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Tourist arrivals sustain growth trend in first half

Tunia Cherian George

Mumbai , Aug. 8

THE healthy growth in tourist arrivals that began towards the second-half of last year has been maintained in the first-half of the current year as well.

Foreign tourist arrivals in the country have increased by 24.3 per cent to 15.6 lakh in the six months to June 2004. According to the tourism department, tourist arrivals during the same period in 2003, which were affected by the SARS epidemic, stood at 12.55 lakh.

However, an official with an infrastructure lending institution, points out that while these numbers looked good and were part of a general upswing that began in September 2003, they should be seen in relation to the performance of competing destinations such as Hong Kong and Singapore.

The former crossed the 10-million mark at the year's halfway stage. According to figures with the Hong Kong Tourism Board, this was 68.3 per cent more than that for the same period in 2003 when the industry was hit by SARS, and a more modest 33.4 per cent growth over the figure for 2002.

For the six-month period, Singapore drew 3.87 million visitors, which represented a 5 per cent growth over the same period in 2002. (The comparison has been made using 2002 as the base year so as to get a feel of the "true growth", since 2003 was marred by the impact of SARS.)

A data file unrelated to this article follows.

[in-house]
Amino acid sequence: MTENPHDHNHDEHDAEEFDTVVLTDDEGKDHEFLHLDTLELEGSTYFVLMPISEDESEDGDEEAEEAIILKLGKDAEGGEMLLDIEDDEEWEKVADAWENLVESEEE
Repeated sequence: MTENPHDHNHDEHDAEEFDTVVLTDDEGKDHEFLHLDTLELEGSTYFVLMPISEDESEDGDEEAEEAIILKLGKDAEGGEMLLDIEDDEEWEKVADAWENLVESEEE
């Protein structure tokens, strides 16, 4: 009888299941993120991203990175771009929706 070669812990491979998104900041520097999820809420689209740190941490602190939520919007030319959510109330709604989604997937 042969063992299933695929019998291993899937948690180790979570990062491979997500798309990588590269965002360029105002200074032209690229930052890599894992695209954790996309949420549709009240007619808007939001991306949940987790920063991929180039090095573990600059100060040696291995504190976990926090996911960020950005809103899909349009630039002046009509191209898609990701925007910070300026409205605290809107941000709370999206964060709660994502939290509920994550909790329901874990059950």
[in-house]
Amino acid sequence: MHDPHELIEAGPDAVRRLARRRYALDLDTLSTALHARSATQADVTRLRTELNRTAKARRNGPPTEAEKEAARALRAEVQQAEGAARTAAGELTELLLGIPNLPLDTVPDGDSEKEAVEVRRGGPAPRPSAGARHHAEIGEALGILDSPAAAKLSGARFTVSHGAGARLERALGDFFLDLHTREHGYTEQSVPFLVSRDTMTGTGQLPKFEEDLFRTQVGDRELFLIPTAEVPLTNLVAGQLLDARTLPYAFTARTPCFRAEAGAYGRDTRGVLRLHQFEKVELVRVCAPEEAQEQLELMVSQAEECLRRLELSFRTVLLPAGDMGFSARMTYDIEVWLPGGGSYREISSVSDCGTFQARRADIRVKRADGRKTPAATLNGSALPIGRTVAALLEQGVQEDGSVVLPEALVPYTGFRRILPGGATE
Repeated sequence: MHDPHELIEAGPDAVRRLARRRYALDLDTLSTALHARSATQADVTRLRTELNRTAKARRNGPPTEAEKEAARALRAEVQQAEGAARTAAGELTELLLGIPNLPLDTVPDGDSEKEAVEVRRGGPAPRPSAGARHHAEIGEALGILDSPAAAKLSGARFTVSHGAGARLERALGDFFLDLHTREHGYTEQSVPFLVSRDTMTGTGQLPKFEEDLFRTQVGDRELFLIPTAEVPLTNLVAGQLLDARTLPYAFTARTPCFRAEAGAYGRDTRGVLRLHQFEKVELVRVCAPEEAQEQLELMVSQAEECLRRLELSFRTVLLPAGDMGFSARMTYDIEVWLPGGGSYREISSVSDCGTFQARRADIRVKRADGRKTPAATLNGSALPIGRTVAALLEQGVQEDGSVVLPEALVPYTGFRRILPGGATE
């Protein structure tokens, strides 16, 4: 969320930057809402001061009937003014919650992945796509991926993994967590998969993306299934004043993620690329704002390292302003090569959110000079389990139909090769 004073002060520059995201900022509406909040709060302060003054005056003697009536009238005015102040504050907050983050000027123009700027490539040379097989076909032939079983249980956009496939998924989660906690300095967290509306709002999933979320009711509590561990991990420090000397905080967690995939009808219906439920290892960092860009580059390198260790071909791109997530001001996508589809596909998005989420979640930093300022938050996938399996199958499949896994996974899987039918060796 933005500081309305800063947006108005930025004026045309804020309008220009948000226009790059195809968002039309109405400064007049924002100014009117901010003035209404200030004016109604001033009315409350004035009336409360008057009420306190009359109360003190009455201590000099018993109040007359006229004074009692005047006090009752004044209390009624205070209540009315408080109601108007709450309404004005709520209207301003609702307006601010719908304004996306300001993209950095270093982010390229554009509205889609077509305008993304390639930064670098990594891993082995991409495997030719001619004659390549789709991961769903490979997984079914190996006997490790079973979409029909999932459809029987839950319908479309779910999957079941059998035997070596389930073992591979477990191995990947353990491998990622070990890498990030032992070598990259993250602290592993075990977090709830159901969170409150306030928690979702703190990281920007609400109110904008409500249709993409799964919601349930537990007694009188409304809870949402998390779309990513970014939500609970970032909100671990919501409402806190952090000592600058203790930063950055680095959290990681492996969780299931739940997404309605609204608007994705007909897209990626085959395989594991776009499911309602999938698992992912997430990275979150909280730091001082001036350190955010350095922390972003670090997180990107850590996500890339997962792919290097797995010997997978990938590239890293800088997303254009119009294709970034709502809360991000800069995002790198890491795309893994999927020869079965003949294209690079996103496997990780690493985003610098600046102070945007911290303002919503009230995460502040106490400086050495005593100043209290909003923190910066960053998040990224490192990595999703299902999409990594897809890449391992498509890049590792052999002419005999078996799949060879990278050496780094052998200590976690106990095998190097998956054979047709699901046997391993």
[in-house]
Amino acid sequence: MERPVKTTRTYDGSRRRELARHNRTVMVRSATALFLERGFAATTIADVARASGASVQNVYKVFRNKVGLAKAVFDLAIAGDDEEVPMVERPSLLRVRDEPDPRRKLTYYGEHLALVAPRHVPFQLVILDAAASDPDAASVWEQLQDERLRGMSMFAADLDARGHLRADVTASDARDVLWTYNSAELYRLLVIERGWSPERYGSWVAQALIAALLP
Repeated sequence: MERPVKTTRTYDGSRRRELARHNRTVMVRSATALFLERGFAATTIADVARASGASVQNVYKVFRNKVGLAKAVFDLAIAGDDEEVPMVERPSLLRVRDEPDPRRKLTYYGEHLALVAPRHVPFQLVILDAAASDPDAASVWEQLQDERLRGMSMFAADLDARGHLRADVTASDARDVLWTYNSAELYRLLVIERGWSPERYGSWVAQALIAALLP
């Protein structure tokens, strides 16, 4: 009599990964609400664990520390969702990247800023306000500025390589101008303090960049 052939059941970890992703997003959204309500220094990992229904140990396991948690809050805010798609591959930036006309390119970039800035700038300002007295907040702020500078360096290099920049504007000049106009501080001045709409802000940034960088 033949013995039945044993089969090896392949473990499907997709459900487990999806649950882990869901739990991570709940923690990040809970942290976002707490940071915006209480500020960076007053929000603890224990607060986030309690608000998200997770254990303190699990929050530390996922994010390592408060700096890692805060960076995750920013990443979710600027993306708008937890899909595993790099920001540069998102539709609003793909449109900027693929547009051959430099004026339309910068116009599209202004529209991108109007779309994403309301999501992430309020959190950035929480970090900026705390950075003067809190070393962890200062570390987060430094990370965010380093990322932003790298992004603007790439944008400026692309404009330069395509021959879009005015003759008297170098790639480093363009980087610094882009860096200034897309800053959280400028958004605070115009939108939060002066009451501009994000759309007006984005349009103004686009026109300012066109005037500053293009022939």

According to data available with the Singapore Tourist Board, the visitor arrivals figure represents more than half of its target of 7.6 million visitor arrivals for 2004.

Further, data available with India Tourism, shows that foreign exchange earnings from tourist arrivals during the six-month period also increased by 31.8 per cent at Rs 9,985.99 crore as against Rs 7,576 crore in the corresponding previous period.

According to the Head of Leisure Travel at Thomas Cook (I) Ltd, Mr Sunil Gupta, after the September 11 terror attacks, the second-half of 2003 and the summer of 2004 have passed off without any untoward incidents. This, he said, had helped boost traffic in the tourism industry.

The `Incredible India' campaign launched by the Tourism Ministry in the Western markets had also promoted travel to India.

The State Governments, realising the revenue and employment generation potential of the industry, were also pushing the sector aggressively.

According to the official with the lending institution, the surge in arrivals has been accompanied by the resurrection of hotel projects, both luxury and two and three-star properties.

The development of the Golden Quadrilateral project, the upgrades suggested for the metro airports, besides improved air connectivity with domestic carriers being allowed to fly abroad, had aided the growth of the industry.

The Secretary-General, Federation of Hotel and Restaurant Associations of India, Mr Shyam Suri, adds that average occupancy in hotels stood at between 60 and 65 per cent during the summer months, which is the lean period for the sector.

Many hotels, he said, were in the process of upgrading and renovating their rooms, in anticipation of a busy winter season.

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